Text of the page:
6 responses to “Serenoa repens”

  1. Gabrielle

    Wow! Beautiful photos (including that of the creeping rootstock after fire) and really interesting and informative links.
    Thank you as always for BPotD!

  2. John Voss

    Large stands of this species occur on the Mississippi side of the Pearl river(the border w/ Louisiana) below Interstate 10 not far from New Orleans. It does not cross the relatively narrow waterway- except in two limited instances; an island in Blind Lagoon, and an island in Bayou Lacombe, possibly brought there by native Americans.
    I spent several years searching for it in the marshes on the Louisiana side, without success.
    It grows well under cultivation here (North shore of Lake Ponchartrain) and sets viable seed, but I’ve yet to find it (unlike the weedy Sabal genus) reproducing actively in the landscape.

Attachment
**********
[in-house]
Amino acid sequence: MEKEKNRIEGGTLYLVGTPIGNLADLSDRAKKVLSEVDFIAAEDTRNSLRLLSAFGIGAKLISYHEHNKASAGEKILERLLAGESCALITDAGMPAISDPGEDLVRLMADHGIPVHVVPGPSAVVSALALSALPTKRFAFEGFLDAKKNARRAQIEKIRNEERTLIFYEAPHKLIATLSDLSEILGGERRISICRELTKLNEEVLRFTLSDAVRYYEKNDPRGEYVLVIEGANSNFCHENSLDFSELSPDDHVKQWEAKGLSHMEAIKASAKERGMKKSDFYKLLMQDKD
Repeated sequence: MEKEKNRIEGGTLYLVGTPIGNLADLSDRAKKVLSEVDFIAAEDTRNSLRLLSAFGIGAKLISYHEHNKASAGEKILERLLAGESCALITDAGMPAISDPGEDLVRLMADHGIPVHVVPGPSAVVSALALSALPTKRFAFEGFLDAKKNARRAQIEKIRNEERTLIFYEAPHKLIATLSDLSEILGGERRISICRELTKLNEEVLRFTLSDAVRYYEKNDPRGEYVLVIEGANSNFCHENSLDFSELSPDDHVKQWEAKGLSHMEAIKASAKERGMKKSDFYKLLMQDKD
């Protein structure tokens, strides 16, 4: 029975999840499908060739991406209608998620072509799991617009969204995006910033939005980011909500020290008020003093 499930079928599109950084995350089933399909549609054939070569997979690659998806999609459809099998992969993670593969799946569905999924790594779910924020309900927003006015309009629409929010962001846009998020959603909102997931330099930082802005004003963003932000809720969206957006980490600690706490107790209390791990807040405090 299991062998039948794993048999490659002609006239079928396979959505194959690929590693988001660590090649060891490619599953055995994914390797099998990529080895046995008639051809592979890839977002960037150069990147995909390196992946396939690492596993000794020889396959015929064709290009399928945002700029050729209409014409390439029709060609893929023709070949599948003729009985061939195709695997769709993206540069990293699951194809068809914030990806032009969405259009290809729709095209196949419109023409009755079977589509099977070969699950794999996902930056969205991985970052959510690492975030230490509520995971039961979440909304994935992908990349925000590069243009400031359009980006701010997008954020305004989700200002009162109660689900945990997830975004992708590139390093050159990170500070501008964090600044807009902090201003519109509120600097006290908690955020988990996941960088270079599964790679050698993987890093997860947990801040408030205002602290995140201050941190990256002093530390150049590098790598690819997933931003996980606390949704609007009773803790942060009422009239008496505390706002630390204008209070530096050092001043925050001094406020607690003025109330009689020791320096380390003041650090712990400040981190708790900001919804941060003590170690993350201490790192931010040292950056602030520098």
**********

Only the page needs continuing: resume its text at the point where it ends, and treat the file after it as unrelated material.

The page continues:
3. lynn

    I love the Saw palmetto shadows, and the habitat photo is a great way of showing how it typically looks in its native habitat. As a child I vacationed with my family on one of the Georgia Sea Islands, and got to know Saw palmetto very well. It’s so easy to take this plant for granted in the southeast US. 😉

  4. lynn

    A wonderful write-up, too – thank you.

  5. michael aman

    Here in Holden Beach, NC, it seems to be de rigeur to have a single, sometimes a pair, of stately exotic palms in the front yard. This regal race is trucked into exile and sold by nurseries. They send out a few weak new fronds and often die after a year or two. There are frequent nights here when temps drop into the low 30s, even into the high 20s. But what does seem to survive is the saw palmetto, often growing to 20 or 25 feet tall, even 3 or 4 miles away from the ocean. But I haven’t noticed that the saw palmettos are taking hold and colonizing. But short of that, they seem to be thriving 30 miles northeast of Myrtle Beach.

    1. michael aman

      And how arrogant it was for Europeans to come to a new land and try to eradicate a native plant as a pest.

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